What if my offer is rejected?
Here are 3 things that could happen when you make an offer.
Worst-case scenario, the seller can either flat out reject your offer because there was a better offer, or maybe because they didn’t like your offer. But if you really want the home, make another offer.
Now, the seller could also make a counter offer, this means you are still in the running. If you are okay then you close the deal and start the sales process.
However, if you are not satisfied you also counter this offer. Now you see where this is going? You could have a lot of back and forth until both of you reach an agreement.
In the perfect world – you could put in an offer and the seller could accept. You close the deal and move on with your process.
Need more information? Get all the details in our free ebook, How to Buy an Apartment or Condo in Jamaica.
Need help finding your new home or office? Give us a call at +18765139222 or email me at firstname.lastname@example.org
Buying your first home is both a financial and emotional decision. Here are 3 mistakes we hope our Power Living buyers won’t make in 2018
1. BARGAIN SHOPPING
Jamaicans like to bargain shop. They’ll ask for a discount on something that’s already been discounted! While bargaining can be a legitimate strategy if you believe the property is overpriced, an offer that is too low could come off as offensive or even cause you to lose out on your dream property.
In a buyer’s market, bargaining might be perfect but the current state of the Jamaican real estate market is one where most sellers, especially developers, don’t budge. Remember, many sellers are emotionally tied to the home they’ve invested in and that properties are ‘for sale’ not ‘on sale’.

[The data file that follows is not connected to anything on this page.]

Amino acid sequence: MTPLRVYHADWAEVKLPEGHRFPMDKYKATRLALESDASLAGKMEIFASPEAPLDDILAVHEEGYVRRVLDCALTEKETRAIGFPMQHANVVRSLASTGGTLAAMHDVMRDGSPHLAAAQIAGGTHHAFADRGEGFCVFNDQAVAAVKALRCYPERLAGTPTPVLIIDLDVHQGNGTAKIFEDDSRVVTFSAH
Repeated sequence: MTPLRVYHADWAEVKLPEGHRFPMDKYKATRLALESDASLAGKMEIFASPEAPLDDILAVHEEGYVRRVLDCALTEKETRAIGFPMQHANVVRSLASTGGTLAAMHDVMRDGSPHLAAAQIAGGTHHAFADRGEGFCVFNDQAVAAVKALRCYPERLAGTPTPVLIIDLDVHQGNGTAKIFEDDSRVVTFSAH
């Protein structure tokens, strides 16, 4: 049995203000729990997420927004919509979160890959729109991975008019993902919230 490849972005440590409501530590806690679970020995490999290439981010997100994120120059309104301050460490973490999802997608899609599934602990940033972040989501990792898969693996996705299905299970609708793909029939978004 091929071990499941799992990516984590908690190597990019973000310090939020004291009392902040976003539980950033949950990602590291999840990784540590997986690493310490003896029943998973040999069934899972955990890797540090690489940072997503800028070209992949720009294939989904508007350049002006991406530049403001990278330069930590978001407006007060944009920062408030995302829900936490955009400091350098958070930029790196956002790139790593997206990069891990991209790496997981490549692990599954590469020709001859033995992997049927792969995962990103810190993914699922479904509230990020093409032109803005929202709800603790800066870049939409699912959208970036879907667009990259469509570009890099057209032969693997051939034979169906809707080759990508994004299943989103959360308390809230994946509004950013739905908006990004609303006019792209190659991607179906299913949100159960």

Power Tip: Where the competition is fierce, going in with a reasonable offer should always be encouraged.
2. NOT STICKING TO WHAT’S IMPORTANT TO YOU IN A HOME
“Know what thou wantest.” If you have a growing family of five, why look at a 2 bedroom 700sq ft condo in the most expensive neighborhood? For the same reason, a single mom might need to search for a bigger space for a growing son.
Many virgin buyers lose sight of what’s important to them in the process. After many viewings it’s understandable that you become influenced by granite counter tops, 24 hours security, and a pool among other things. Remember this is your first home, stay on budget and consider the most important things to you and your family.
Power tip: Here it is important to analyze how you live and create a checklist of some core ‘home must haves’.
3. NOT DOING A HOME INSPECTION
“Every girl want fi live a Jacks Hill” in the words of Beenie Man – but with cooler climates come a moisture problem (I could write a book about how I lost 30 pairs of shoe in one year because of moisture living near Jacks Hill). Some areas in Kingston 6, Kingston 8 and Kingston 19, due to their hilly terrain and frequent rainfall have serious moisture issues.
Realize that the home you buy is where you intend to be for years to come and the emotions that come with getting that ‘perfect house’ will wear off. So be practical when doing your home inspection.
Power tip: Find someone you know in the area you want to buy and ask them about any concerns they have may have.
There comes a point in most of our lives when we leave the nest and try to make it on our own. Some of us opt to explore our freedom and create our own space by purchasing a home. While buying a home can be exciting and thrilling, it can also be an overwhelming experience, especially for virgin home-owners. It demands a certain level of financial maturity, determination and commitment. These make all the difference between just owning a home and being a successful homeowner. So, here I have put together a little checklist to help you decide.